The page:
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Old 4th May 2006, 07:54 PM   #1
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Question Paper Cone Strengthening

I have purchased a couple of PA FU15-4 subwoofers that have treated paper cones.
It has been rumored that there cones can fold and then rip apart if overloaded.
I am planning to run these subwoofers to there limits and am wondering what I may apply to the cones to strengthen them from tearing apart?

They are new and I have not used them yet. I have see another FU15-4 run to its limit and noticed that the cone is not running uniformly across the cone. It has a bit of a warble effect across the cone(thinking lack of stiffness).

If anyone has any idea how to help this problem without telling me to turn them down please lend a hand.

Also I have a PA15-4 for test purposes so don't be shy to give up your wacky solutions. Sound quality degration is not an issue.
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Old 4th May 2006, 08:05 PM   #2
qwad is offline qwad  Australia
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áfraid there is not much u can do without altering the drivers paramaters drastically 'thou on 2nd thoughts you could try reinforcing ribs on the back of the cone like tannoy used on some of their drivers of yore....... dunno if anyone else could chip in with more pos advice? GM? PLANET 10? good luck and cheers
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Old 4th May 2006, 08:18 PM   #3
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Thanks for your reply,
I have also entertained the though of reinforcement ribs on the rear.
Although I'm not sure what I would use material wise to do this.
Parameter changes are not a huge concern either being these drivers are only going to play from 60hz to around 35hz.
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Old 4th May 2006, 10:55 PM   #4
Ron E is offline Ron E  United States
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To be honest, you would have to see a failed unit to find the weak points. Willy-nilly reinforcements will only reduce sensitivity....which is perhaps a protection in itself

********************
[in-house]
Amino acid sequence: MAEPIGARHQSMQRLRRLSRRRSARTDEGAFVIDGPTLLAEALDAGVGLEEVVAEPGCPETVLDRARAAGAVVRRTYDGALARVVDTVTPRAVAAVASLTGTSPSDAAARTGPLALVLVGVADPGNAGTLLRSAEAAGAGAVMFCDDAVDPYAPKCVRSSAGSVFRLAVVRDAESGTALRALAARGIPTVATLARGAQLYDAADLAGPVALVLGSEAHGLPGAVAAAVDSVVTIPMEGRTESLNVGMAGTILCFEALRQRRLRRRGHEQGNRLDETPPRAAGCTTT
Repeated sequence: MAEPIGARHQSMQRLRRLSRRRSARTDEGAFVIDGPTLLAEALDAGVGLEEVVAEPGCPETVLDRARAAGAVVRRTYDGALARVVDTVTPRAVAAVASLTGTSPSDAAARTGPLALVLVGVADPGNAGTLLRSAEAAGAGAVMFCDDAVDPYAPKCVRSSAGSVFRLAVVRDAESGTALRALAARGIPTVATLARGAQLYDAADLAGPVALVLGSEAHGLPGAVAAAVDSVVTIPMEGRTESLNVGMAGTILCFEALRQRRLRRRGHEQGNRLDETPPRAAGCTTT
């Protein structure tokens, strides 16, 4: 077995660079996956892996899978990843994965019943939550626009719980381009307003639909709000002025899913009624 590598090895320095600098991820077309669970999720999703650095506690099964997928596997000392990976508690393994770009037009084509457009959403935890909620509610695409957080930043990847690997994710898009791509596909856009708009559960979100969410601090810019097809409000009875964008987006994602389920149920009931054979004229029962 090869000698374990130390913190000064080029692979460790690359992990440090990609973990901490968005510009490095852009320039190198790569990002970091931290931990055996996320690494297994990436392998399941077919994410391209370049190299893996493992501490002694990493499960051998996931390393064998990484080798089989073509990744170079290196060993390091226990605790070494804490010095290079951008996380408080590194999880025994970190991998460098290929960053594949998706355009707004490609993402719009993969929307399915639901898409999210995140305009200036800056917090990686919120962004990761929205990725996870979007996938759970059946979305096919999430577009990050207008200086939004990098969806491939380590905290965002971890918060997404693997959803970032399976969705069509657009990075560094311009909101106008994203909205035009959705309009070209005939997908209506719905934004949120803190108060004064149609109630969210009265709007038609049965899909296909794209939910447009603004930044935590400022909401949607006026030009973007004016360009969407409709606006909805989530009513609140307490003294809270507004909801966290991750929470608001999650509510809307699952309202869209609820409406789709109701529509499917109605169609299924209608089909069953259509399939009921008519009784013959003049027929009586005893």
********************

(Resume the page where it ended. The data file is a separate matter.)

Most likely failure areas are coil and spider and the junction of coil and cone, not the cone itself.
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Old 4th May 2006, 11:10 PM   #5
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Apart from burned out coils, the most common failure mode I've seen in bass drivers is the splitting of the surround and the spider. Very few have damage to the actual cone.
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Old 5th May 2006, 02:01 AM   #6
lolojr1 is offline lolojr1  United States
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the problems i find while driving woofers to their max is usually tinsel leads melting

but

you are intrested in strengthening the cone i have seen a few people use fiberglass resin all it takesi s a thin coat on the cone and if you feel like it do the back side but dont get it on the spider or surround (of course)
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Old 5th May 2006, 04:19 AM   #7
Relax is offline Relax  United States
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Damar seems to stiffen cones, but have only seen it on smaller drivers, subs may not help enough.
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Old 5th May 2006, 04:27 AM   #8
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I have seen pictures and a video of the torn cones. It apears that it starts to fail by bending then tearing in the center of the cone between the spider and surround.
By the way its a daul spider design(top an bottom)
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Old 5th May 2006, 01:09 PM   #9
AMV8 is offline AMV8  United Kingdom
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Hi

I have tried varnish and acrylic glue ( which is stiff ) on parer cones. Both seem to work.

I have not noticed any detrimental affects for base/low mid but I have not tried on a mid range unit.

On the base unit the units were noticably stiffer after treatment and I believed provided a tighter base sound in a sealed box unit in comparison with non treated ut otherwise identical units. I did not take any sound measurements.

Don
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Old 5th May 2006, 04:58 PM   #10
AndrewT is offline AndrewT  Scotland
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Hi,
the concentric ribs seen on many bass drivers is, I think, a second layer of corrugations glued over the top of a paper cone. However this may be stiffening to reduce response anomalies at the high end of the frequency range.

The Tannoy type ribs are to prevent bending of the cone and extend well short of the voice coil former. Maybe a longer version that goes right upto the spider could help.

I have seen pics of horn loaded drivers that have destroyed the cone by repeatedly folding it due to lack of strength to push all that closely coupled air up the horn.

You could also add reinforcement from VC former to cone and a little beyond to help in that area.
I would try to minimise the weight added near the periphery of the cone. The forces needed to overcone the inertia of that remote mass must be quite big and worth avoiding.
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